The vast majority of BookTok videos are organic and posted by avid young readers. It was an unexpected jolt for publishers: an industry that relies on people getting lost in the printed word is getting dividends from a digital app designed for fleeting attention spans. Now publishers are starting to catch on, reaching out to those with a large following to offer free books or payments in exchange for having their titles published. (The Lee sisters have received books from authors, but have yet to be contacted by publishers or paid for their contributions.)

Many popular TikTok users have strategies for maximizing views. You may be using background songs that are already working well in the app. For example, use TikTok’s analytics to determine what time of day your posts are working best and try to make videos on a regular basis. But it’s still difficult to predict what will take off.

“Ideas that need 30 seconds for me, that work really well and that I work on for days or hours, that are completely full,” said Pauline Juan, a student who said at the age of 25 she felt “a little older” than many on BookTok. “But the most popular videos are about the books that make you cry. When you cry in front of the camera, your views rise! “

Most of the BookTok favorites are books that sold well when they were first published, and some are award winners such as The Song of Achilles, which won the 2012 Orange Prize for Fiction, a prestigious fiction award. The novel tells the Greek myth of Achilles as a romance between him and his companion Patroclus. It doesn’t have a happy ending.

“Hey, this is day 1 of mine reading ‘The Song of Achilles’.” Ayman Chaudhary, a 20 year old in Chicago, wrote on TikTok, holding the book next to her Burberry pattern hijab and smiling face .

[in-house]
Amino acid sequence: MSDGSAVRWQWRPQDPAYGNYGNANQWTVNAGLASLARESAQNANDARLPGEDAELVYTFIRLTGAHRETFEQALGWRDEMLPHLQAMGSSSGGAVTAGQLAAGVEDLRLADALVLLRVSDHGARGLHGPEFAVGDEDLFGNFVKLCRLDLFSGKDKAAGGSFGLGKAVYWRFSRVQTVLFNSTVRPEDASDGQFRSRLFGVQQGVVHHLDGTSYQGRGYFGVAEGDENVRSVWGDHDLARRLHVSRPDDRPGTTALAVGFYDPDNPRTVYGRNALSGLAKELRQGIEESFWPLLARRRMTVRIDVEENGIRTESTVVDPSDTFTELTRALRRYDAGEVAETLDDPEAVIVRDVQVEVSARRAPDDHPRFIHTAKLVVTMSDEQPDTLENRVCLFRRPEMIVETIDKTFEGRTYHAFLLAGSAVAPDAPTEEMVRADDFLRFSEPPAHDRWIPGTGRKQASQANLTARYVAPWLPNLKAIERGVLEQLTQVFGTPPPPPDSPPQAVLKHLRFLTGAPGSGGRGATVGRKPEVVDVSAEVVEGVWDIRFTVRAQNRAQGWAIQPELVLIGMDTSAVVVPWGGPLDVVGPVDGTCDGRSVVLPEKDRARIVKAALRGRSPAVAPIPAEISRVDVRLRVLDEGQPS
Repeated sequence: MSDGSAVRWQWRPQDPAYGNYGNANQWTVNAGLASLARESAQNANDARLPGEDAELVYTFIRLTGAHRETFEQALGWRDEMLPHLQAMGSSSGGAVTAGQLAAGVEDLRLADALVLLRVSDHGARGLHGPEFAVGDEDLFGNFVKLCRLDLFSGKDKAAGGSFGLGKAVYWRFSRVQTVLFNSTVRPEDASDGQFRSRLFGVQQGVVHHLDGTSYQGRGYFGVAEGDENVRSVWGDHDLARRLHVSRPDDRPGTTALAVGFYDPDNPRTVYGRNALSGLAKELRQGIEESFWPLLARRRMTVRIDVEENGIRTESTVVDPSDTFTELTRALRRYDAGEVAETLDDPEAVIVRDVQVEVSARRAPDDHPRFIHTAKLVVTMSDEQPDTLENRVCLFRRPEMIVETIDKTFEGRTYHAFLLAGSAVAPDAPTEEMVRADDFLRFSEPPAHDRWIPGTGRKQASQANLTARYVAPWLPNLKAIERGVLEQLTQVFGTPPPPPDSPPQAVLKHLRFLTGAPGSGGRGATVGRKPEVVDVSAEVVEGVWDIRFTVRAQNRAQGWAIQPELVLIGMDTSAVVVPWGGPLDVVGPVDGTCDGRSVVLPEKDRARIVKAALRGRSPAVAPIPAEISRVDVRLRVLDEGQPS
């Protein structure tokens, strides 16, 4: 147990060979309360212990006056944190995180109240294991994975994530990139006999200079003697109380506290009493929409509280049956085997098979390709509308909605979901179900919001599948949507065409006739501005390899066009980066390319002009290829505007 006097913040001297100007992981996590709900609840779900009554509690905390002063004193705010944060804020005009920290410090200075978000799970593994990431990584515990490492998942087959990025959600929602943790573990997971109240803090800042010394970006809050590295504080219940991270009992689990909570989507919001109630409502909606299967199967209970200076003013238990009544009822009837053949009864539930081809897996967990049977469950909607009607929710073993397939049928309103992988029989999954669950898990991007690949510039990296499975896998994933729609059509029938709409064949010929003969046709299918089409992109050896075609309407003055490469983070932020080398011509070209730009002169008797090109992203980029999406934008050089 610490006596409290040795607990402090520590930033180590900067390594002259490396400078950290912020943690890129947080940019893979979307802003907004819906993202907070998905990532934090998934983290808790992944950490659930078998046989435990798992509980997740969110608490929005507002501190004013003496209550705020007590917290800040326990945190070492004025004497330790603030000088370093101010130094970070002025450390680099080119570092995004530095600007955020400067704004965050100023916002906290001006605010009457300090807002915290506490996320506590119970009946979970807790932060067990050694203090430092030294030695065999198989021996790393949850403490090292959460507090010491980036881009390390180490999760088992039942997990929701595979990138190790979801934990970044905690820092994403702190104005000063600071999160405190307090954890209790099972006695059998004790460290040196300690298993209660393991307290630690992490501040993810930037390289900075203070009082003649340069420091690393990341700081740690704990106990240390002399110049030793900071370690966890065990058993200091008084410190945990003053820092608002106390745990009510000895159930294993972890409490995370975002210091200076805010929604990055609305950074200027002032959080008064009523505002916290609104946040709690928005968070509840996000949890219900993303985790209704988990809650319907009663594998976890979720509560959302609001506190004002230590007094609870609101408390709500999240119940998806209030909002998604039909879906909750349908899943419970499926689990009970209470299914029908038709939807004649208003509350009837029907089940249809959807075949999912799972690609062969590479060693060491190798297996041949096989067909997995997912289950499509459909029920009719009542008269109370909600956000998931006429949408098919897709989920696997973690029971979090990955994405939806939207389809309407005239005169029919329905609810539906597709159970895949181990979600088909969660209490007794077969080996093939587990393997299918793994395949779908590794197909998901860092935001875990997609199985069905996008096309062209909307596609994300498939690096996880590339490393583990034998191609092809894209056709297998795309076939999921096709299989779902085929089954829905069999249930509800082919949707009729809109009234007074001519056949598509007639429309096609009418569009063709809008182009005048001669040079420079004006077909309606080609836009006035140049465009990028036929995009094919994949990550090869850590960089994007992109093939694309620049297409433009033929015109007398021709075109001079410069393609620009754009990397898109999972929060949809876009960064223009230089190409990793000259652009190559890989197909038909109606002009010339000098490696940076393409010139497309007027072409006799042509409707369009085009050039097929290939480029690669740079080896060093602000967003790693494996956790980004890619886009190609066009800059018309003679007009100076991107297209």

“And that’s me who ends it!” She yells at the camera. The captions helpfully describe “dramatic wailing and screaming”. The video, which has been viewed more than 150,000 times, lasts about 7 seconds.

The hashtag #songofachilles has 19 million views on TikTok.

“I wish I could send you all of the chocolates!” said Madeline Miller, the book’s author.

“The Song of Achilles” was released in 2012 and sold well, but nowhere near as good as it is now. According to NPD BookScan, which tracks printed copies of books sold at most US retailers, The Song of Achilles sells about 10,000 copies a week, roughly nine times what it did when the prestigious Orange Award was presented. It ranks third on the New York Times bestseller list for paperback books.

Miriam Parker, vice president and associate publisher at Ecco, who published The Song of Achilles, said the company saw sales increase on Aug. 9 but couldn’t figure out why. It was eventually traced back to a TikTok video titled “Books That Make You Sob,” posted on Aug. 8 by @moongirlreads_. Today this video, which includes We Were Liars, has been viewed nearly 6 million times.